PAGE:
If you have a balance on a credit card or an adjustable rate mortgage, you might begin noticing changes in your rates. Higher interest rates are starting to ripple through the personal finance landscape, and it doesn’t look like that trend will change anytime soon.1
The Federal Reserve has indicated it plans to keep raising short-term interest rates to help manage inflation. According to the Bureau of Labor Statistics, the CPI rose 7% last year, its highest level in 40 years.2 Energy prices jumped a staggering 29.3% over the past 12 months and you’re likely seeing the effects of inflation when buying gas. Groceries and food prices increased 8.6% and you’ll also notice an increase if you are shopping for a new or used car.3
The average individual spends 8.3% on health care expenses and retirees expenditures increased to 13.2% of their budget.4 You can use this handy calculator to compare the impact of inflation on your families personal budget.5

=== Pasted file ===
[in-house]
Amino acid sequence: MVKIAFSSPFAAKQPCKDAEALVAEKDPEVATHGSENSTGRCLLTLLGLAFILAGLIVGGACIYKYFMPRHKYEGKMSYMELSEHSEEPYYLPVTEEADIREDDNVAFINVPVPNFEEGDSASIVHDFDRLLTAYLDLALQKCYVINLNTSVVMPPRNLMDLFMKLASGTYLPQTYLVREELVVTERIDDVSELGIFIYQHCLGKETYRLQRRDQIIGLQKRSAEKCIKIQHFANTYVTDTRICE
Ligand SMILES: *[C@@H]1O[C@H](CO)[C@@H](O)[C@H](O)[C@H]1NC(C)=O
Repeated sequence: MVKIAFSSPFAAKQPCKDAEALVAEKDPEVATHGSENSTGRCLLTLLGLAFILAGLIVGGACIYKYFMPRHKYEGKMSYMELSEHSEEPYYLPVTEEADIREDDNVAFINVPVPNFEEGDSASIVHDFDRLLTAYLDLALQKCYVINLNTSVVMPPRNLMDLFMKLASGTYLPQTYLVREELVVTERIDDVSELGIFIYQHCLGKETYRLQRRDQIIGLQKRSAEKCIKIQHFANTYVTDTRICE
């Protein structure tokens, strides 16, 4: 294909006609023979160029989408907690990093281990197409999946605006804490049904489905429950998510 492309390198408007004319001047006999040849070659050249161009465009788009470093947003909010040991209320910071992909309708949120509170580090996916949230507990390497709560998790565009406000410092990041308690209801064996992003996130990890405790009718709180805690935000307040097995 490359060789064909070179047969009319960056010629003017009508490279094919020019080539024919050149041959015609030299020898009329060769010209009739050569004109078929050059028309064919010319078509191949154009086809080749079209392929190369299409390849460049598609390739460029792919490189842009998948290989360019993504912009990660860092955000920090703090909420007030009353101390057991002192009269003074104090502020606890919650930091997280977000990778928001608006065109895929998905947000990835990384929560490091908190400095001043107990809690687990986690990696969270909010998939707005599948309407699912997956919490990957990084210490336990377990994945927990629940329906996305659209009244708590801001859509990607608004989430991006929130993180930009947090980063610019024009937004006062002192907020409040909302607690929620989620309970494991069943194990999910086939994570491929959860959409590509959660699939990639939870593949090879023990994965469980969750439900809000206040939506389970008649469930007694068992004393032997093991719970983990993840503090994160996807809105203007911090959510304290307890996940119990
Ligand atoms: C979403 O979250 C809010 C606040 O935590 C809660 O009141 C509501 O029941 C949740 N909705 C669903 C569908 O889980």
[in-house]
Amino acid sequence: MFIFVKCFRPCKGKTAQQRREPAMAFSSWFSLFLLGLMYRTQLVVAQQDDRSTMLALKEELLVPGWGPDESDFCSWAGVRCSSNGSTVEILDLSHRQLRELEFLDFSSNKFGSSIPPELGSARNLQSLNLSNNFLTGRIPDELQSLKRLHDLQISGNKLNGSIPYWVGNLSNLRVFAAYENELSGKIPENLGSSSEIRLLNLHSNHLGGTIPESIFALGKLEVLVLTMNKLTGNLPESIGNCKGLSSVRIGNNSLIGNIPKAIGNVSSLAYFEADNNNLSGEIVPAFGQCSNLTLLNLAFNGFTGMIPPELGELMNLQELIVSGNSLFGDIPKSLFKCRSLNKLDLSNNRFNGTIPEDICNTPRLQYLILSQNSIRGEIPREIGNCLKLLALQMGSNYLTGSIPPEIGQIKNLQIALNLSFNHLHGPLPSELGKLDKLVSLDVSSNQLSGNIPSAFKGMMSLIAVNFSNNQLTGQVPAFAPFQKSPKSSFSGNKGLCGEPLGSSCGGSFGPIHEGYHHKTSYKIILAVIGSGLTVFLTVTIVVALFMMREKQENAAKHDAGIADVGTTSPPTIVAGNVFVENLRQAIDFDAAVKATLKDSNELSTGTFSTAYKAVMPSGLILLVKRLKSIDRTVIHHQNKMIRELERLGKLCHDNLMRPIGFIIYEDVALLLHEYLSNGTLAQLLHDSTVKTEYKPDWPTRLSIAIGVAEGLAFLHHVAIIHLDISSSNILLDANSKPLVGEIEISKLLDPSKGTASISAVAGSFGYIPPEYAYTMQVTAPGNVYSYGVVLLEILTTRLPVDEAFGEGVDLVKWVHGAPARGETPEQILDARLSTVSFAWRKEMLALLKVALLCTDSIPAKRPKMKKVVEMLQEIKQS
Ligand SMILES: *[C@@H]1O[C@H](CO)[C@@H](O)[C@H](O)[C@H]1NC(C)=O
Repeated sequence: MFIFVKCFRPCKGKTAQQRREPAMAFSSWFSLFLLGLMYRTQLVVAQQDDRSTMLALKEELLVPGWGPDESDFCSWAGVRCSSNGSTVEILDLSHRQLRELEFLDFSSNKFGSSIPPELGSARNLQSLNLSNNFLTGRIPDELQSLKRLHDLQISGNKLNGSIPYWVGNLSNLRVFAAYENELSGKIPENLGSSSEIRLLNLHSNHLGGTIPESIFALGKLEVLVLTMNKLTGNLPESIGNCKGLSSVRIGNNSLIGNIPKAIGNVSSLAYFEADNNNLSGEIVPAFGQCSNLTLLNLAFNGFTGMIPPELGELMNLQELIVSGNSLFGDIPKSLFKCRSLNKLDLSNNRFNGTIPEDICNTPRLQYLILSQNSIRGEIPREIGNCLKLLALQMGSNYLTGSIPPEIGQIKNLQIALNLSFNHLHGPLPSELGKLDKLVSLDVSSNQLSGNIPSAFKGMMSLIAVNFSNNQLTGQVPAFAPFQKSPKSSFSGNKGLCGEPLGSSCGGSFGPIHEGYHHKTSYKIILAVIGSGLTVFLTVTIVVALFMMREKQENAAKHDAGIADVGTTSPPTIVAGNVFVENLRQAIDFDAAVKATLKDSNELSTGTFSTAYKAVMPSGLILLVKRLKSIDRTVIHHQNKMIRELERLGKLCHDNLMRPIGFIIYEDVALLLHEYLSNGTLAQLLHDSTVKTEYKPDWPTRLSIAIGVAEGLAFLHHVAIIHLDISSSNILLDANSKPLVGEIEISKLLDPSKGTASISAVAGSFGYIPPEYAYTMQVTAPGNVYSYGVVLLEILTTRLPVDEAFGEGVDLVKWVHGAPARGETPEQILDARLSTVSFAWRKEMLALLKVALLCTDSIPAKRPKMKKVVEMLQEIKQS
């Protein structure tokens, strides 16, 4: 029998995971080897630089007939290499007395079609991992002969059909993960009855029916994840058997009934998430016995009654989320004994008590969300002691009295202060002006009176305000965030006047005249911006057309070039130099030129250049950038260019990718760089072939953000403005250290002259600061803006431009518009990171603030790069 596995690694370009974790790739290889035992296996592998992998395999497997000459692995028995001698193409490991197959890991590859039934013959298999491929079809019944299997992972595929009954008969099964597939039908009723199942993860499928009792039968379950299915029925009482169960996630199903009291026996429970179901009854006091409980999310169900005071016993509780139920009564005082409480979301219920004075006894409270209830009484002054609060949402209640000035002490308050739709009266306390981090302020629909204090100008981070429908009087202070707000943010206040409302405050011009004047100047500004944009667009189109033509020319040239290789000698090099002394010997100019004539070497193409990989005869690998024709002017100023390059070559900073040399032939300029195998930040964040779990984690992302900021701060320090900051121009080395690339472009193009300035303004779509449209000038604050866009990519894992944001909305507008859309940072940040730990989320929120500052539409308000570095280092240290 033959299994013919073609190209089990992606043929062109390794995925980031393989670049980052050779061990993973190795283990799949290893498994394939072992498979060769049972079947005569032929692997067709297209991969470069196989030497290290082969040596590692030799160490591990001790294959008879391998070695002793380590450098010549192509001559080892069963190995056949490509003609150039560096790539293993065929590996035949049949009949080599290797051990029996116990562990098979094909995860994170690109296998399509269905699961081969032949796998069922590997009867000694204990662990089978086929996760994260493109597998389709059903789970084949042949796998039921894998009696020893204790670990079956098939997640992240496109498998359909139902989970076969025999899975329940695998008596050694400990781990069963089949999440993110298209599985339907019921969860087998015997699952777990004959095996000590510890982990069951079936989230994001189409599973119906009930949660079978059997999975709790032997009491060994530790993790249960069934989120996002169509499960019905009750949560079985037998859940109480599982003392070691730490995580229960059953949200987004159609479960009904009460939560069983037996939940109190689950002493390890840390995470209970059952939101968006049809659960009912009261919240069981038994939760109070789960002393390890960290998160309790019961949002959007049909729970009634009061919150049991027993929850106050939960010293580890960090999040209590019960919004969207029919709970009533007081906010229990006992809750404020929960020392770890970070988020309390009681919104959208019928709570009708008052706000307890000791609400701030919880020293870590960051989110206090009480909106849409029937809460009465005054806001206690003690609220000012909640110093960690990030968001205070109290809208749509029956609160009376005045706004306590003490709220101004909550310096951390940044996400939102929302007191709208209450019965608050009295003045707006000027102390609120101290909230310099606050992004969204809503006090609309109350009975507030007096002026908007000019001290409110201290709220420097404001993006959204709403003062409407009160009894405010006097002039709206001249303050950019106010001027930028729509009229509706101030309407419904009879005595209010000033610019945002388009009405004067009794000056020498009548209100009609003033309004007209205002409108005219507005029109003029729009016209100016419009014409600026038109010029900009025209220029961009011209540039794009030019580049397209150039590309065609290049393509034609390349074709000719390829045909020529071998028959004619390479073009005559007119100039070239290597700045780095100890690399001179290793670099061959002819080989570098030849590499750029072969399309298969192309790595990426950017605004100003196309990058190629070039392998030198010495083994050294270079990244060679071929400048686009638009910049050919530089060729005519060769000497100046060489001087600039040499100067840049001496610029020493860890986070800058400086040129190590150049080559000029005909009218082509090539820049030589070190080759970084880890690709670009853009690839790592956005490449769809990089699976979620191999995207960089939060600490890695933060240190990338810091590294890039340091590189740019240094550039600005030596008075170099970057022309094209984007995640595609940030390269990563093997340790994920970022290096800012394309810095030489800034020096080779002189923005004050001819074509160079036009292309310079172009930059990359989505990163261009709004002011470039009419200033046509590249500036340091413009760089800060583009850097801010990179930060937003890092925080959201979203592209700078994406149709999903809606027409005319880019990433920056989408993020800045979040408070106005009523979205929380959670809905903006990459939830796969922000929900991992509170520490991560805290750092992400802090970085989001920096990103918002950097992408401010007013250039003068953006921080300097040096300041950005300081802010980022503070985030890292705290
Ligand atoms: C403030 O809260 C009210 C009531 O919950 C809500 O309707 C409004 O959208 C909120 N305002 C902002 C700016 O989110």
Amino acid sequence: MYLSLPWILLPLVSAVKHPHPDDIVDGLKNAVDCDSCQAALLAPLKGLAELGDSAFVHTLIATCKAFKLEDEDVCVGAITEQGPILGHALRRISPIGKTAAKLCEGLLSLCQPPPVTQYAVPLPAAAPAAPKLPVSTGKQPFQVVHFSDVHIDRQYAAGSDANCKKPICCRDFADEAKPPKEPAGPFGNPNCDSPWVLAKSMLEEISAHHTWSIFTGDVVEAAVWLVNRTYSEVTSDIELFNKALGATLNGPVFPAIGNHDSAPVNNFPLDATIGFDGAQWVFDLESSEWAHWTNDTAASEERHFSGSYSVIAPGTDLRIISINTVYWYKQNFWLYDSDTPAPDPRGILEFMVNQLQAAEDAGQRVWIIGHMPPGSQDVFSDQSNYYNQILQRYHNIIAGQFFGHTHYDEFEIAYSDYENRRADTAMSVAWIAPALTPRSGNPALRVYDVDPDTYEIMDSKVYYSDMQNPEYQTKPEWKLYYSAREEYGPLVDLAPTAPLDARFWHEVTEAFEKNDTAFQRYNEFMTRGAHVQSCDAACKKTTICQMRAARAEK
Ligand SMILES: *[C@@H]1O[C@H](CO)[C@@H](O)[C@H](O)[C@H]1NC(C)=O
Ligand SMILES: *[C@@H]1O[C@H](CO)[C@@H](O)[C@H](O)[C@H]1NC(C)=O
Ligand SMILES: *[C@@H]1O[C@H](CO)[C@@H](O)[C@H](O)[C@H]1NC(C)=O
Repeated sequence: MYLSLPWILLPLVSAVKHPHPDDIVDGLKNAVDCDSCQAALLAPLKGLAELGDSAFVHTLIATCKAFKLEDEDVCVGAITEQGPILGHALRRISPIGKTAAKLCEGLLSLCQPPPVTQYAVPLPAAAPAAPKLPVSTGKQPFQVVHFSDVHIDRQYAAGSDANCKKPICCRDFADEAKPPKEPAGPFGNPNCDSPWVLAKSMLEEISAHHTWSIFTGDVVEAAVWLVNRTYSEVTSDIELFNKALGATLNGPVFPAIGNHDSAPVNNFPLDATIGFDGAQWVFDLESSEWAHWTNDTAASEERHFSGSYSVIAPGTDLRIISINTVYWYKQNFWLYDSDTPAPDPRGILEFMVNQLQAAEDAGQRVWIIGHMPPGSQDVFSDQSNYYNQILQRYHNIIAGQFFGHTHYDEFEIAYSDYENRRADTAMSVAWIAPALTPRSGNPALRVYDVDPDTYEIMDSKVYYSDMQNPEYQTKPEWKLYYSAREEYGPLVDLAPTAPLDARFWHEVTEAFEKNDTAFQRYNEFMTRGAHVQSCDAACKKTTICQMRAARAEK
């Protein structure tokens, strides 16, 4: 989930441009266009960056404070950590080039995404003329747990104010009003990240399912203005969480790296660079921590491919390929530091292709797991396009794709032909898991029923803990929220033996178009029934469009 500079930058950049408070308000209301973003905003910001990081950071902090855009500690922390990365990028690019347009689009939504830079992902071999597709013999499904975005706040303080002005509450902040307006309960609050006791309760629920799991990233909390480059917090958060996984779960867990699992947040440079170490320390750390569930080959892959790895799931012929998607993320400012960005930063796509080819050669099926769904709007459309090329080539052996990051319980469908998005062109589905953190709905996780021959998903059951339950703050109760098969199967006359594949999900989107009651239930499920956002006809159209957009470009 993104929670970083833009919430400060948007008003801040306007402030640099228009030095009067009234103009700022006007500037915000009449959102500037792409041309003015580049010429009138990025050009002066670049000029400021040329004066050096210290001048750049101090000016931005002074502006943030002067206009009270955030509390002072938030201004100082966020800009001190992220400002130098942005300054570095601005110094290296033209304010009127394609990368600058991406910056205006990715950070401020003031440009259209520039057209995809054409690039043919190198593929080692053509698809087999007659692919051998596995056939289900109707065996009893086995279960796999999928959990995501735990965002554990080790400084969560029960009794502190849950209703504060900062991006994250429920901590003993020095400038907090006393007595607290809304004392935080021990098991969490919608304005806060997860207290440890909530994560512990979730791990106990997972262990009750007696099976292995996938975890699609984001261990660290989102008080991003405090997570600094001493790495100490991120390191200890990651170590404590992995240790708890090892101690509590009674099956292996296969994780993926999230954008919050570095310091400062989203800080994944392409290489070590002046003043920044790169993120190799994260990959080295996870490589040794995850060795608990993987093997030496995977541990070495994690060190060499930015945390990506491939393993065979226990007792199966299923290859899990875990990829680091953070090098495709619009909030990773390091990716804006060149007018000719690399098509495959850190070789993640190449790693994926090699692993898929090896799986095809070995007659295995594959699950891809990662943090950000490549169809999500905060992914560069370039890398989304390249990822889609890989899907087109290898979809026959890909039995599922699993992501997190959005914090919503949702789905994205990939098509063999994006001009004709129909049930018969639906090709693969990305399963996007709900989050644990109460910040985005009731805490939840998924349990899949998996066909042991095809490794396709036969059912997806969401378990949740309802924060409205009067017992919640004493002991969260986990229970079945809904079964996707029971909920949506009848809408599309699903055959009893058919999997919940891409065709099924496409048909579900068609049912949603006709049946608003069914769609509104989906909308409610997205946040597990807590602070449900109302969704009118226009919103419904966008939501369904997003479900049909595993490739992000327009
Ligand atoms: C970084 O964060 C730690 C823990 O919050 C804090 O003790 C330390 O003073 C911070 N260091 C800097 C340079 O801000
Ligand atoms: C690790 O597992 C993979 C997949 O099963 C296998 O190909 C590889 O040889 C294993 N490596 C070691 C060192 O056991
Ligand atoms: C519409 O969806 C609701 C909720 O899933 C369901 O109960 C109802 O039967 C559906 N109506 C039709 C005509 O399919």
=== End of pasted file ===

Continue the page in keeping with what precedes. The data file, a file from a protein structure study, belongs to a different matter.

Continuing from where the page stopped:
The Federal Reserve’s job is to control inflation. At a modest 2.5% rate of inflation, costs would double in about 28 years. By raising interest rates and also beginning to reduce the central bank’s balance sheet, the Fed hopes to slow spending, to bring down consumer prices. Time will tell whether higher interest rates will provide a soft landing for the economy.
If you have any questions about the impact of inflation or interest rates, please reach out. We’re always here to help put things into perspective.
- U.S. Bureau of Labor Statistics, Consumer Expenditure Survey, September 2021